Public frustration over mixed messages from the government is growing in Fiji as covid-19 continues to spread rapidly.
The latest daily update saw another 352 new cases reported yesterday.
The Health Ministry also confirmed three more deaths due to the coronavirus, bringing the toll to 33 – 31 from this latest outbreak that started in April.
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All three were unvaccinated and died at home or on the way to a health centre.
On Sunday, the ministry reported a daily record 522 new cases and three deaths due to covid-19.
Making the situation even more grim, is the main mortuary is full — and people are being told to make immediate plans to farewell their loved ones.
Relatives have to make plans to uplift their deceased family members and arrange funeral rites.
Infected people sent home
With hospitals unable to cope, health authorities have sent many of the people infected with covid back home to isolate – more than 1000 of them.
RNZ Pacific correspondent in Suva, Lice Movono, said people were getting more and more worried.
“There are a lot of fearful people, so much anxiety and continuing distrust of the government, but the government is not coming out to explain itself very well and we haven’t seen our ministers, our Prime Minister, for a very long time now.”
Movono said she had not been out of her house, even to shop, for almost six weeks.
The opposition National Federation Party leader, Professor Biman Prasad, said that meant some were going to multi-generational, crowded households.
“With the increasing number of cases our health systems are giving up. People with other kinds of ilness are being affected. They’re not able to get the treatment they ought to get,” he said.
“People are dying on arrival, or people are dying before they even get to the hospitals.”
In a bid to save the economy, the government is allowing some businesses to stay operational.
So while Fiji’s Health Secretary is advising the public to stay at home, the Trade Minister is talking about retail businesses, restaurants and gymnasiums staying open as long as safety measures are followed.
Dr Biman Prasad, a professor of economics, says the government’s mixed messages, and “business as usual” approach, has caused a disaster.
“The situation is going to get worse and it is not too late for this government to change its strategy, to stop being arrogant about what they have decided before.
“If you look at the numbers, which have risen exponentially, it’s only happened after the prime minister made the decision to open up the containment zones.”
Dr Prasad is urging the government to request help from Australia and New Zealand in implementing a nationwide lockdown.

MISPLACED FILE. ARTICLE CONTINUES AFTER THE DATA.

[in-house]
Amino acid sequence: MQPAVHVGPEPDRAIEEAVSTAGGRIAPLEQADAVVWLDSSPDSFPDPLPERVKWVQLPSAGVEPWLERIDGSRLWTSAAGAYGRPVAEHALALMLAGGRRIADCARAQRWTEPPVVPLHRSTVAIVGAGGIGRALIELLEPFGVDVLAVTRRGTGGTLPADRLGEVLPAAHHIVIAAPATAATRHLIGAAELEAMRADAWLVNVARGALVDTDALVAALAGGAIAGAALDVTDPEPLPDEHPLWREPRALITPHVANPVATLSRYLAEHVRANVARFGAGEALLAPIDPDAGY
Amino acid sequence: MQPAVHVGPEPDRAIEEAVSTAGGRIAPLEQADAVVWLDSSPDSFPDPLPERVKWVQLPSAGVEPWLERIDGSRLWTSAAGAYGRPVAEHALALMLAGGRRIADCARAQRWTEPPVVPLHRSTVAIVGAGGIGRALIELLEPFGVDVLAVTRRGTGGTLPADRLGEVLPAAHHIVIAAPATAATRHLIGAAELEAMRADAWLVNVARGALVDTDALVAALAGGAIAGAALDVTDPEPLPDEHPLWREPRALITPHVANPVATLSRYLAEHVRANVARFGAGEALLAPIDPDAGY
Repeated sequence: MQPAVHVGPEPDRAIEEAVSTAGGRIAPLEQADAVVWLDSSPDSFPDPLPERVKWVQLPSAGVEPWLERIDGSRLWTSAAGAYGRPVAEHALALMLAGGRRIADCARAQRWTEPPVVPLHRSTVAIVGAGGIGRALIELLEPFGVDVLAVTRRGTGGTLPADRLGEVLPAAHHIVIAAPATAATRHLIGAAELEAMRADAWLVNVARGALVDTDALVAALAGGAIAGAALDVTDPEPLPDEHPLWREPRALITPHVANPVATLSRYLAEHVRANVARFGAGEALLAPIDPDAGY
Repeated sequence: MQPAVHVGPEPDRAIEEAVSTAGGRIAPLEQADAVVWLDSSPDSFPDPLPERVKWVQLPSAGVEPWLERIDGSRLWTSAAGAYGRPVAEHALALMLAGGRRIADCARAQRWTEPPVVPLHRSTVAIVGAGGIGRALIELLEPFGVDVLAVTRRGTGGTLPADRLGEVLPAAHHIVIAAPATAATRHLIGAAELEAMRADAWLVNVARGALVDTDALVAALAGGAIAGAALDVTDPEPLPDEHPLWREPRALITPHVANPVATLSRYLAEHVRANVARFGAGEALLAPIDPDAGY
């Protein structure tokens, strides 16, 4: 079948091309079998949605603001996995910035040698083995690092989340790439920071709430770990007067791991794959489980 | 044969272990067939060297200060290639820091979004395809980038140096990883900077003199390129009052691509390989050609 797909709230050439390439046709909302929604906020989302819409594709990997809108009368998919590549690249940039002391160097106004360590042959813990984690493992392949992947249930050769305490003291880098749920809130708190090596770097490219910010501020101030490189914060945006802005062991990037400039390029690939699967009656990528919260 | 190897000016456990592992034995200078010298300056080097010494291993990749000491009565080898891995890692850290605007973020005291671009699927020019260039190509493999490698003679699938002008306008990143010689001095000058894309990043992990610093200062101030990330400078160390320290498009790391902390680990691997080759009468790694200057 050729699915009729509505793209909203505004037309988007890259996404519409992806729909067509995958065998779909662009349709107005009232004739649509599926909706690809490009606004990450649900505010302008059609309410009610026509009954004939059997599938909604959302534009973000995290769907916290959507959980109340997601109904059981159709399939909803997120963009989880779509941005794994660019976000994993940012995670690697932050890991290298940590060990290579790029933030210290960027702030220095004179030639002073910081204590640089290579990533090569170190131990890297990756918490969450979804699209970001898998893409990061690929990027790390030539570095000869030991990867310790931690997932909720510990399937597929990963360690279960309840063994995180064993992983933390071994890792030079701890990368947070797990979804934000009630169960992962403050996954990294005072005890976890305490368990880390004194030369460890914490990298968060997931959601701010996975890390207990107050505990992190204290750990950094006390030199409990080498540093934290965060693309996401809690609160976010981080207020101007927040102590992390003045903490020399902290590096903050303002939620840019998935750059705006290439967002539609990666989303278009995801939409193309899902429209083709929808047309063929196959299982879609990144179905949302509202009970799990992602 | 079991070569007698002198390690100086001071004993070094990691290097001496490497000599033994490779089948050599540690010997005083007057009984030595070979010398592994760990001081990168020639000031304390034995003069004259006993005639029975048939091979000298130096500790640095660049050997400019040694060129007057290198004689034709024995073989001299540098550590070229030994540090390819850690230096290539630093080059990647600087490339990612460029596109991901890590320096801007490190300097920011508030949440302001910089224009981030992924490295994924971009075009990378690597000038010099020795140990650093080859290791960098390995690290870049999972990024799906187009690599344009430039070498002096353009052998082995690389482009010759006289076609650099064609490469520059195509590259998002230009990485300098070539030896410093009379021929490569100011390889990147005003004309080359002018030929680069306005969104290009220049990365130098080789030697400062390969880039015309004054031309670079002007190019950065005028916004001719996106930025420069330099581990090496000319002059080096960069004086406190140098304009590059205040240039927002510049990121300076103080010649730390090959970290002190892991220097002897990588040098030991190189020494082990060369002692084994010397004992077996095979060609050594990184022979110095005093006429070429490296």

He said that if the expense of catering for people in a lockdown was too much for Fiji, help must be sought.
“Let’s ask Australia and New Zealand for help,” he said.
The government has not responded to requests for comment.
There are more than 600 areas of interest in the central division with one zone in the western division.
More than 5000 people have been in isolation since the latest outbreak in April.
Fifteen covid-positive patients have died from the serious medical conditions they had before they contracted the virus, the Health Ministry said.
A retail worker in Suva, who did not want his name used, said he still had to go to work, on reduced hours.
The father-of-five added it was critical that he earned money to feed his family, even though community transmission was rife.
“Numbers going up. Yesterday it was 500 (cases). Numbers keep going up but I don’t know what this f***ing government is doing. They’re not doing any nationwide (lockdown) We’re having a lot of pressure, you know, our families, no food. A lot of things, man.”
The father-of-five said safety measures were being followed at his work.
However public adherence to the safety measures remained mixed.
This is not helped by slow communication from authorities over which areas have been designated red zones, according to Allen Lockington, a social worker in Lautoka who delivers food to families in need in informal settlements.
“We just deliver the food, and people say, ‘we’ve been locked down’. We try to get out of there as fast as possible,” he explained.
“The other thing: when we go to the informal settlements, and we see the people walking around with no masks and in groups, 10 or 20 all clustered together. And if someone should be sick there, no doubt it will spread like wildfire.”
If there is a ray of hope for Fiji, it is that the vaccination rollout is progressing swiftly — more than half of the eligible population have had at least a first jab of Astrazeneca, while around 50,000 people are fully innoculated.
But the delta variant of covid-19 is moving rapidly through Fiji, and calls for the government to exert some control on the spread of the virus by calling a nationwide lockdown are growing.
This article is republished under a community partnership agreement with RNZ.
This content originally appeared on Asia Pacific Report and was authored by APR editor.